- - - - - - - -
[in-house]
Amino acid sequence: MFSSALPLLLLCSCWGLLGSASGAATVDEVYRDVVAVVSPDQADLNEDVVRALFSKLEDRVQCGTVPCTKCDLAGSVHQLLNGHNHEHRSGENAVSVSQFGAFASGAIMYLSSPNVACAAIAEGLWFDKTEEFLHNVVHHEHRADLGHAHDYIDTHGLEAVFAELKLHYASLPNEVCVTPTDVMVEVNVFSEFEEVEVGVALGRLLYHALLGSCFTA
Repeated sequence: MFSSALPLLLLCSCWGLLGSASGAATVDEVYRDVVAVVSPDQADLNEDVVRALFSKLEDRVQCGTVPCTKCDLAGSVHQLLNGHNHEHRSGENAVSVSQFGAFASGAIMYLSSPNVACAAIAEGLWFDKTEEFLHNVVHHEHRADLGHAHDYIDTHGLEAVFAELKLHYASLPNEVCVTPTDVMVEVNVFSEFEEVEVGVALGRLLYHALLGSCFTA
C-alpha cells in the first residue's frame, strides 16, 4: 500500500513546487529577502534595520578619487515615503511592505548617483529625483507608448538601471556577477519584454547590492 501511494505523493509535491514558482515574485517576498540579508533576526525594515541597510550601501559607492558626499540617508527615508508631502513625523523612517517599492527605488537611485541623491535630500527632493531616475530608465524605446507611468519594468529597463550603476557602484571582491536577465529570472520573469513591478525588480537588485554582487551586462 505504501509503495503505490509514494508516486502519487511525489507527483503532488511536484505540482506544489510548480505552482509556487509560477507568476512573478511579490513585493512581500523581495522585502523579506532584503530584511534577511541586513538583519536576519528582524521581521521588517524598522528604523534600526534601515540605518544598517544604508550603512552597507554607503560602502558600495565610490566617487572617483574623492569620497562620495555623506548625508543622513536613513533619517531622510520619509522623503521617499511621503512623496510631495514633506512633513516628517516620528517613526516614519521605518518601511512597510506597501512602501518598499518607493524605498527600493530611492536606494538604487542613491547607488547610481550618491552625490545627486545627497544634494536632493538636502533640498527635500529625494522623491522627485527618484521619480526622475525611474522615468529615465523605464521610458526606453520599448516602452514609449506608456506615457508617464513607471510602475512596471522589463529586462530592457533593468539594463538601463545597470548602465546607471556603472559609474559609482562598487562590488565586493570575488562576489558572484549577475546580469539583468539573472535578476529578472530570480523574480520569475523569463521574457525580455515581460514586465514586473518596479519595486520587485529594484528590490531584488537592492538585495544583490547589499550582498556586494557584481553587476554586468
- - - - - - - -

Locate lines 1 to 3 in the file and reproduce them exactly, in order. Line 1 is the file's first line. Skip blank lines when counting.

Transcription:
[in-house]
Amino acid sequence: MFSSALPLLLLCSCWGLLGSASGAATVDEVYRDVVAVVSPDQADLNEDVVRALFSKLEDRVQCGTVPCTKCDLAGSVHQLLNGHNHEHRSGENAVSVSQFGAFASGAIMYLSSPNVACAAIAEGLWFDKTEEFLHNVVHHEHRADLGHAHDYIDTHGLEAVFAELKLHYASLPNEVCVTPTDVMVEVNVFSEFEEVEVGVALGRLLYHALLGSCFTA
Repeated sequence: MFSSALPLLLLCSCWGLLGSASGAATVDEVYRDVVAVVSPDQADLNEDVVRALFSKLEDRVQCGTVPCTKCDLAGSVHQLLNGHNHEHRSGENAVSVSQFGAFASGAIMYLSSPNVACAAIAEGLWFDKTEEFLHNVVHHEHRADLGHAHDYIDTHGLEAVFAELKLHYASLPNEVCVTPTDVMVEVNVFSEFEEVEVGVALGRLLYHALLGSCFTA